Why Schools Need to Change
Why Schools Need to Change

Today’s learners face an uncertain present and a rapidly changing future that demand far different skills and knowledge than were needed in the 20th century. We also know so much more about enabling deep, powerful learning than we ever did before. Our collective future depends on how well young people prepare for the challenges and opportunities of 21st-century life.

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The disruption from COVID-19 and the killing of George Floyd have schooled the education sector in a big way, demanding that we put in real time on these three lessons.

I’ve had tough teachers in school. I complained about their demands, the homework, the deadlines like many students do. But they were nothing compared to Ms. Rona (Corona Virus) and Mr. Floyd (George Floyd); they have schooled the education sector in a big way. Here’s my exit ticket for the last eight months.

  • The culture war, fueled by the Trump presidency, and the racial reckoning set in motion by the searing summer of high-profile police brutality/fatalities has put families and children of color on high-alert. They are not going to tolerate additional risks or trauma coming from a school. Schools that denigrate your child’s culture or place your child at physical risk from gun violence or violence from security guards are optional now. And if you think Black kids and families are going to line up to come back when Ms. Rona is done, think again. Schools have to prioritize student safety in ALL dimensions and confront the systemic, anti-Black racism that is traumatizing their students in the building if they want to keep student enrollment. That means using the Harvard Implicit Bias test with teachers, to guide them into seeing, confronting, and eliminating their bias toward their own students. That means committing to in-class observations (online or in-person) where teachers delivering microaggressions are stopped and redirected. That means auditing your curriculum to root out the content with anti-Black and other biases and replacing it with curriculum that shows every child she has a place in your school.
  • We need relevant content, right now. The only learning happening that I can see is that which is engaging and/or relevant for students. They’re just not gonna eat dog food anymore and be okay with that. They can turn that device off and end the boring stream of content that means nothing to them, does nothing for them (that they can see right now), and looks nothing like them. And they are doing just that. Turning it off. If we want kids to learn, we need to meet them where they are and engage them with what they love. For example, you can learn a lot about the meters of poetry by studying hip hop music; check out Words Liive, an upstart edtech using music to teach literacy and writing.

    The best learning I’ve seen happening is from parent to child about things happening right now. One particularly frustrating day, my friend just turned off her son’s computer and they filled out her ballot together, during which she gave him a civics lesson. She covered all of his questions. How do you know who to believe? How do you judge the quality of information sources? What does a ‘yes’ vote mean on this referendum; are you saying you want it, or you don’t want it? He couldn’t tell because of the tricky way it was worded. They spent several hours doing it, but now that child is on his way to becoming a competent voter. Is there any more important lesson to learn in a democracy?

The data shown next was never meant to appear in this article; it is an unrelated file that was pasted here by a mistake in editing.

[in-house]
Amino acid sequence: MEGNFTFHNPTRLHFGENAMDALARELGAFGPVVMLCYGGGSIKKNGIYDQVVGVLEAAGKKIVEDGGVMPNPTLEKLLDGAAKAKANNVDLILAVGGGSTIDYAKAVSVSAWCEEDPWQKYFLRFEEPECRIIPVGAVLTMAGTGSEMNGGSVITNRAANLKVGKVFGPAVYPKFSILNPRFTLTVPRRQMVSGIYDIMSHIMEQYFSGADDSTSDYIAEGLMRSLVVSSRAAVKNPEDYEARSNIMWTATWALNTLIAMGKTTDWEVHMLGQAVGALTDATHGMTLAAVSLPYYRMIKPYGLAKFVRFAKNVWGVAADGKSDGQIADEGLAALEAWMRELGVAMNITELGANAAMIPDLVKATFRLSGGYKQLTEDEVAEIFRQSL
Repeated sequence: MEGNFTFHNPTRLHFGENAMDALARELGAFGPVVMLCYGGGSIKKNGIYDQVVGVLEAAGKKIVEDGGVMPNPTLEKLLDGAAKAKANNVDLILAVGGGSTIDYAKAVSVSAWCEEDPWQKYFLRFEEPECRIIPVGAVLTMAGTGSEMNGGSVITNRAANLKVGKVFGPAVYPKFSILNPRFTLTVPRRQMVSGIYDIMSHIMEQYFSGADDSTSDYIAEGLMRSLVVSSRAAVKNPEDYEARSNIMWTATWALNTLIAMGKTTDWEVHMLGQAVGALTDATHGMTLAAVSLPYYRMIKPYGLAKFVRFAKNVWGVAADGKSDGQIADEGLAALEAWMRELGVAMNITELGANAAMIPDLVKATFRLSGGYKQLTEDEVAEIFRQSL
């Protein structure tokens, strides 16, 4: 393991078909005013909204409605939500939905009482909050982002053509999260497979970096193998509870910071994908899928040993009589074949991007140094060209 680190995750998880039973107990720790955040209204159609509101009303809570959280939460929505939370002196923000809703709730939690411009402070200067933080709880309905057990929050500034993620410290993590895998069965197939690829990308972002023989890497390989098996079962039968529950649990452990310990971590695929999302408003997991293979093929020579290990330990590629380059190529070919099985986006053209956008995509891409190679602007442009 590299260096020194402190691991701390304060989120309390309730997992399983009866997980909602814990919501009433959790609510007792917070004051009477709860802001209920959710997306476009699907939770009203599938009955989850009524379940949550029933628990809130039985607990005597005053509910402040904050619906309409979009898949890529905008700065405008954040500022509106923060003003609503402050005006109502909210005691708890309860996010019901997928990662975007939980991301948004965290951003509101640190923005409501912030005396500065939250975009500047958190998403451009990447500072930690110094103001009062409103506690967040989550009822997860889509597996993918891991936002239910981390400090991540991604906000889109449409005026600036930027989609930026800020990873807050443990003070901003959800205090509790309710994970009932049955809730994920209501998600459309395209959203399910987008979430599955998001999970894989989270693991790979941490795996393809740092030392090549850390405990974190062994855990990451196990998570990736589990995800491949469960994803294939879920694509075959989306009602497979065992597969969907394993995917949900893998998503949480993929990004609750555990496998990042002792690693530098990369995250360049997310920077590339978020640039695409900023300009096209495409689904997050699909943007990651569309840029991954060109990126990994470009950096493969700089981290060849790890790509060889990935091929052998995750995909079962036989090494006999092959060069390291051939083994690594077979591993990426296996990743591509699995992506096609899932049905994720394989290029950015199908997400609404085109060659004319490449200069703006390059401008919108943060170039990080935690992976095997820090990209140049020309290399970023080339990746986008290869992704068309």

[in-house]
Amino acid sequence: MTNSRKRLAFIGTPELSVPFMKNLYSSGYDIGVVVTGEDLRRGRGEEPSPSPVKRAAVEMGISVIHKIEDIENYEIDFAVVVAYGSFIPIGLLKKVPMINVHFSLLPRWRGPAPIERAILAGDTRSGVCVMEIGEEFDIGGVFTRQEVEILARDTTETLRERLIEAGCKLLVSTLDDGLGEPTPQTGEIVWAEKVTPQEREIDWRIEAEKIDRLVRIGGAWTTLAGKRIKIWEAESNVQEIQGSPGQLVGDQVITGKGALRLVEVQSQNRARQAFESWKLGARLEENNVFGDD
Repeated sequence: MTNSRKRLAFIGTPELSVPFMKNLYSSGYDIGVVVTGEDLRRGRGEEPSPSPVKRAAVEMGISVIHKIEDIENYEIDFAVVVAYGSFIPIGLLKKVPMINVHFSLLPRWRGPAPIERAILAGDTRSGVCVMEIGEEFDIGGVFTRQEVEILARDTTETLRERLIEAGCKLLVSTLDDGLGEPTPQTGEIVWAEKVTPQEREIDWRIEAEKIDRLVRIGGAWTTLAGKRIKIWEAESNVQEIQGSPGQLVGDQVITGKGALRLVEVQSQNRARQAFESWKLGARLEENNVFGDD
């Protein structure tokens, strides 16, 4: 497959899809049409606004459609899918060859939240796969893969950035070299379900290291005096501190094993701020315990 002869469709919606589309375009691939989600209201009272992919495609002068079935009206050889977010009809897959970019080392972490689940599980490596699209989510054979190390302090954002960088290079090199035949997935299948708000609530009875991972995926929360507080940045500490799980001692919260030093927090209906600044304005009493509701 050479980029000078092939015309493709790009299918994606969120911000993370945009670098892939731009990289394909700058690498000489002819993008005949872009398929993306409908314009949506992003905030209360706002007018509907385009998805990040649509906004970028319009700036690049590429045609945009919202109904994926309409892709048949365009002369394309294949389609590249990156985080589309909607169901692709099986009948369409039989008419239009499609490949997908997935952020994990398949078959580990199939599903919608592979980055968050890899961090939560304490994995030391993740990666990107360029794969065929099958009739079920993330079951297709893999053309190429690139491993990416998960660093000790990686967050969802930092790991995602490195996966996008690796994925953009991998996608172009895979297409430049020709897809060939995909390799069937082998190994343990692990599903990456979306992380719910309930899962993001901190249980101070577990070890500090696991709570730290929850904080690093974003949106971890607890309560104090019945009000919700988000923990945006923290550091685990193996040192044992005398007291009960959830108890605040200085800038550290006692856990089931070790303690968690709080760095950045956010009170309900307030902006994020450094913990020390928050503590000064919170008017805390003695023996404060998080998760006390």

• User-centered design isn’t optional; it’s critical. As I helped conduct stakeholder listening sessions with ELL teachers and students for Global Voice this summer, we heard again and again from teachers that lots of kids are more or less quitting school because of the UI (User Interface) friction to find a class, get on, find the homework, and then figure out how to turn it in. If an adult with patience and three advanced degrees needs 45 minutes to discern the mechanical steps to complete the task of going to class and turning in the homework—apart from actually doing the homework, you know that an unmotivated teenager, with the attention span of a gnat and zero degrees in anything but soccer, is not going to get this right. And this is exponentially harder for students who don’t have available parents at home during the day with the time or willingness to mess around with their kid’s school platform. For a kid with severe anxiety, that click to turn on a camera is a mountain; if she can’t find it and make it work, game over. For kids who don’t speak English and don’t own a laptop, a 10-step process to engage with a class you mostly do not understand on a four-year-old iPhone is expecting the impossible. How many times are you willing to click down, get locked out, lose your password, etc., before you just quit?

    Putting students at the center of the experience is the ONLY way to make the experience happen in a meaningful way. The d.school at Stanford’s updated design thinking process which embraces equity and inclusion, liberatory design, is a great tool to start thinking about how to put students at the center of learning.

Like all good teachers, Ms. Rona and Mr. Floyd have high expectations of us, and right now we’re averaging somewhere between a D+ and C-. So we better put in some real time on the lessons or we’ll be taking this class again.

Image at top by "Free-Photos."

Holly Morris headshot

Holly Morris

Principal, Summit Strategies

Holly Morris is Principal at Summit Strategies. How we act on the challenges of higher education now will determine where America stands in the future. We must cultivate our individual and collective potential by navigating these shifts in our educational landscape with creativity, flexibility, humanity and vision.